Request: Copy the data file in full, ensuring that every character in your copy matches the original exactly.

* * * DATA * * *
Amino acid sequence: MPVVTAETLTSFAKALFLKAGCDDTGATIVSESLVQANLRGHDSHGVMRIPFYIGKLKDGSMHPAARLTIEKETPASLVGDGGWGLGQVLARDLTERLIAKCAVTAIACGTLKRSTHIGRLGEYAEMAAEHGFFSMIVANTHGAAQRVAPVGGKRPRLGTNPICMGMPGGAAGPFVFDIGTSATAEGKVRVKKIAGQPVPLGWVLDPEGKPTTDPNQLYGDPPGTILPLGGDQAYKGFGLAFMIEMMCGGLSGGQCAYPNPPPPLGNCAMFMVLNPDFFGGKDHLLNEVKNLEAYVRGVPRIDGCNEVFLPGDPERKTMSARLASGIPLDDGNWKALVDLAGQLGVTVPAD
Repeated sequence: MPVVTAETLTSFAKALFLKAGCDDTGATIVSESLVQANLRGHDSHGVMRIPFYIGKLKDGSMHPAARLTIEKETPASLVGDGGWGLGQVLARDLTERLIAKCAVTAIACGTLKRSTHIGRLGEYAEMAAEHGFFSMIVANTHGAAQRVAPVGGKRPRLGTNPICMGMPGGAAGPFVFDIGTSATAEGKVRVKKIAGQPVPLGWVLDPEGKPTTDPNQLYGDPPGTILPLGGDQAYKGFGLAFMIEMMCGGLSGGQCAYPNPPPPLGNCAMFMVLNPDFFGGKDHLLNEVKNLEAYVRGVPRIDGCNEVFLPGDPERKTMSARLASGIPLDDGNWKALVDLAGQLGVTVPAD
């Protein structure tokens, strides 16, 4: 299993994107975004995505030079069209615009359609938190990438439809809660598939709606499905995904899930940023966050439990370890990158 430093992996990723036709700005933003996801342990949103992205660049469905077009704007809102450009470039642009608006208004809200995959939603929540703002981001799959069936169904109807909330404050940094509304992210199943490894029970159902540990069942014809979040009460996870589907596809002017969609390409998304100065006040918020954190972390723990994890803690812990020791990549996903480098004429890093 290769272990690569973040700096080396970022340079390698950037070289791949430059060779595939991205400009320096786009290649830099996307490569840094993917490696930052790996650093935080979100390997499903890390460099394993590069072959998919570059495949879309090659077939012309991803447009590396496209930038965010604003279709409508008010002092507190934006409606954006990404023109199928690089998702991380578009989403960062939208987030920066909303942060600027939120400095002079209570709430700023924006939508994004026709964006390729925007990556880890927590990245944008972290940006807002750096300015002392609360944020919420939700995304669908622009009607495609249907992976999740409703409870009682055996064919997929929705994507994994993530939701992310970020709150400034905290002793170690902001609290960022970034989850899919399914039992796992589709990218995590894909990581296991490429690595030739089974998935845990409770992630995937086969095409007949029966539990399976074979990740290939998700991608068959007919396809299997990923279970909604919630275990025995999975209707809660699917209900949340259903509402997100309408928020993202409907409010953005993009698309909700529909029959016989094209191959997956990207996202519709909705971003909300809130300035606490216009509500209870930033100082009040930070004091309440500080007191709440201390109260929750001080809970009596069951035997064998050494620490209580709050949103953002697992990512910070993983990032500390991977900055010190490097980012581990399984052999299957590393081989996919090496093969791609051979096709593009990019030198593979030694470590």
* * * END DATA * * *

Amino acid sequence: MPVVTAETLTSFAKALFLKAGCDDTGATIVSESLVQANLRGHDSHGVMRIPFYIGKLKDGSMHPAARLTIEKETPASLVGDGGWGLGQVLARDLTERLIAKCAVTAIACGTLKRSTHIGRLGEYAEMAAEHGFFSMIVANTHGAAQRVAPVGGKRPRLGTNPICMGMPGGAAGPFVFDIGTSATAEGKVRVKKIAGQPVPLGWVLDPEGKPTTDPNQLYGDPPGTILPLGGDQAYKGFGLAFMIEMMCGGLSGGQCAYPNPPPPLGNCAMFMVLNPDFFGGKDHLLNEVKNLEAYVRGVPRIDGCNEVFLPGDPERKTMSARLASGIPLDDGNWKALVDLAGQLGVTVPAD
Repeated sequence: MPVVTAETLTSFAKALFLKAGCDDTGATIVSESLVQANLRGHDSHGVMRIPFYIGKLKDGSMHPAARLTIEKETPASLVGDGGWGLGQVLARDLTERLIAKCAVTAIACGTLKRSTHIGRLGEYAEMAAEHGFFSMIVANTHGAAQRVAPVGGKRPRLGTNPICMGMPGGAAGPFVFDIGTSATAEGKVRVKKIAGQPVPLGWVLDPEGKPTTDPNQLYGDPPGTILPLGGDQAYKGFGLAFMIEMMCGGLSGGQCAYPNPPPPLGNCAMFMVLNPDFFGGKDHLLNEVKNLEAYVRGVPRIDGCNEVFLPGDPERKTMSARLASGIPLDDGNWKALVDLAGQLGVTVPAD
């Protein structure tokens, strides 16, 4: 299993994107975004995505030079069209615009359609938190990438439809809660598939709606499905995904899930940023966050439990370890990158 430093992996990723036709700005933003996801342990949103992205660049469905077009704007809102450009470039642009608006208004809200995959939603929540703002981001799959069936169904109807909330404050940094509304992210199943490894029970159902540990069942014809979040009460996870589907596809002017969609390409998304100065006040918020954190972390723990994890803690812990020791990549996903480098004429890093 290769272990690569973040700096080396970022340079390698950037070289791949430059060779595939991205400009320096786009290649830099996307490569840094993917490696930052790996650093935080979100390997499903890390460099394993590069072959998919570059495949879309090659077939012309991803447009590396496209930038965010604003279709409508008010002092507190934006409606954006990404023109199928690089998702991380578009989403960062939208987030920066909303942060600027939120400095002079209570709430700023924006939508994004026709964006390729925007990556880890927590990245944008972290940006807002750096300015002392609360944020919420939700995304669908622009009607495609249907992976999740409703409870009682055996064919997929929705994507994994993530939701992310970020709150400034905290002793170690902001609290960022970034989850899919399914039992796992589709990218995590894909990581296991490429690595030739089974998935845990409770992630995937086969095409007949029966539990399976074979990740290939998700991608068959007919396809299997990923279970909604919630275990025995999975209707809660699917209900949340259903509402997100309408928020993202409907409010953005993009698309909700529909029959016989094209191959997956990207996202519709909705971003909300809130300035606490216009509500209870930033100082009040930070004091309440500080007191709440201390109260929750001080809970009596069951035997064998050494620490209580709050949103953002697992990512910070993983990032500390991977900055010190490097980012581990399984052999299957590393081989996919090496093969791609051979096709593009990019030198593979030694470590």